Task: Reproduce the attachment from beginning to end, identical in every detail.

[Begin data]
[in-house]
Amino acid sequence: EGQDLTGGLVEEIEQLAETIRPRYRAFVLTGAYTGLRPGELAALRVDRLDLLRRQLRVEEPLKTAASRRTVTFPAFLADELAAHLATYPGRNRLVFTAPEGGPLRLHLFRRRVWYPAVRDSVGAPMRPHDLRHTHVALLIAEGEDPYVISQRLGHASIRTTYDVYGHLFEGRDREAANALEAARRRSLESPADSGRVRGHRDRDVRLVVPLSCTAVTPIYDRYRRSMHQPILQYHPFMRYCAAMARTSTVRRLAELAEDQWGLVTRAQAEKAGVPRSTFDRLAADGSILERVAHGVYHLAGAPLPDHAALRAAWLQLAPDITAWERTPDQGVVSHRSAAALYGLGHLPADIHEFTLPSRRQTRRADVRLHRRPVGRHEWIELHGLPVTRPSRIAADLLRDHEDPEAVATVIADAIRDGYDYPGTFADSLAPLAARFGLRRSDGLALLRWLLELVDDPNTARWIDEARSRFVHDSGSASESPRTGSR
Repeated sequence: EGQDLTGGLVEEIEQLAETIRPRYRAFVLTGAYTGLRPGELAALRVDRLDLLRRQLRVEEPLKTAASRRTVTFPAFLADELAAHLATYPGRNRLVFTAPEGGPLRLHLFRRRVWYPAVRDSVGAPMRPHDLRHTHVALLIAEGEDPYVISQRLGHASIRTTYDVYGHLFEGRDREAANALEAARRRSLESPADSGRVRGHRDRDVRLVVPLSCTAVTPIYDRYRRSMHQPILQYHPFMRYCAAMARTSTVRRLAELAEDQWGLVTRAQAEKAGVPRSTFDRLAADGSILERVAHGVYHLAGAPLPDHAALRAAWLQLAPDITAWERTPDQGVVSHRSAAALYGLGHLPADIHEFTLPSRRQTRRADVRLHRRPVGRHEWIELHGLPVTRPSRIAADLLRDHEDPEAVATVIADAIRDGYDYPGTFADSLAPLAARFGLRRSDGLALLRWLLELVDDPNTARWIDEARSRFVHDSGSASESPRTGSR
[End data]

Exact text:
[in-house]
Amino acid sequence: EGQDLTGGLVEEIEQLAETIRPRYRAFVLTGAYTGLRPGELAALRVDRLDLLRRQLRVEEPLKTAASRRTVTFPAFLADELAAHLATYPGRNRLVFTAPEGGPLRLHLFRRRVWYPAVRDSVGAPMRPHDLRHTHVALLIAEGEDPYVISQRLGHASIRTTYDVYGHLFEGRDREAANALEAARRRSLESPADSGRVRGHRDRDVRLVVPLSCTAVTPIYDRYRRSMHQPILQYHPFMRYCAAMARTSTVRRLAELAEDQWGLVTRAQAEKAGVPRSTFDRLAADGSILERVAHGVYHLAGAPLPDHAALRAAWLQLAPDITAWERTPDQGVVSHRSAAALYGLGHLPADIHEFTLPSRRQTRRADVRLHRRPVGRHEWIELHGLPVTRPSRIAADLLRDHEDPEAVATVIADAIRDGYDYPGTFADSLAPLAARFGLRRSDGLALLRWLLELVDDPNTARWIDEARSRFVHDSGSASESPRTGSR
Repeated sequence: EGQDLTGGLVEEIEQLAETIRPRYRAFVLTGAYTGLRPGELAALRVDRLDLLRRQLRVEEPLKTAASRRTVTFPAFLADELAAHLATYPGRNRLVFTAPEGGPLRLHLFRRRVWYPAVRDSVGAPMRPHDLRHTHVALLIAEGEDPYVISQRLGHASIRTTYDVYGHLFEGRDREAANALEAARRRSLESPADSGRVRGHRDRDVRLVVPLSCTAVTPIYDRYRRSMHQPILQYHPFMRYCAAMARTSTVRRLAELAEDQWGLVTRAQAEKAGVPRSTFDRLAADGSILERVAHGVYHLAGAPLPDHAALRAAWLQLAPDITAWERTPDQGVVSHRSAAALYGLGHLPADIHEFTLPSRRQTRRADVRLHRRPVGRHEWIELHGLPVTRPSRIAADLLRDHEDPEAVATVIADAIRDGYDYPGTFADSLAPLAARFGLRRSDGLALLRWLLELVDDPNTARWIDEARSRFVHDSGSASESPRTGSR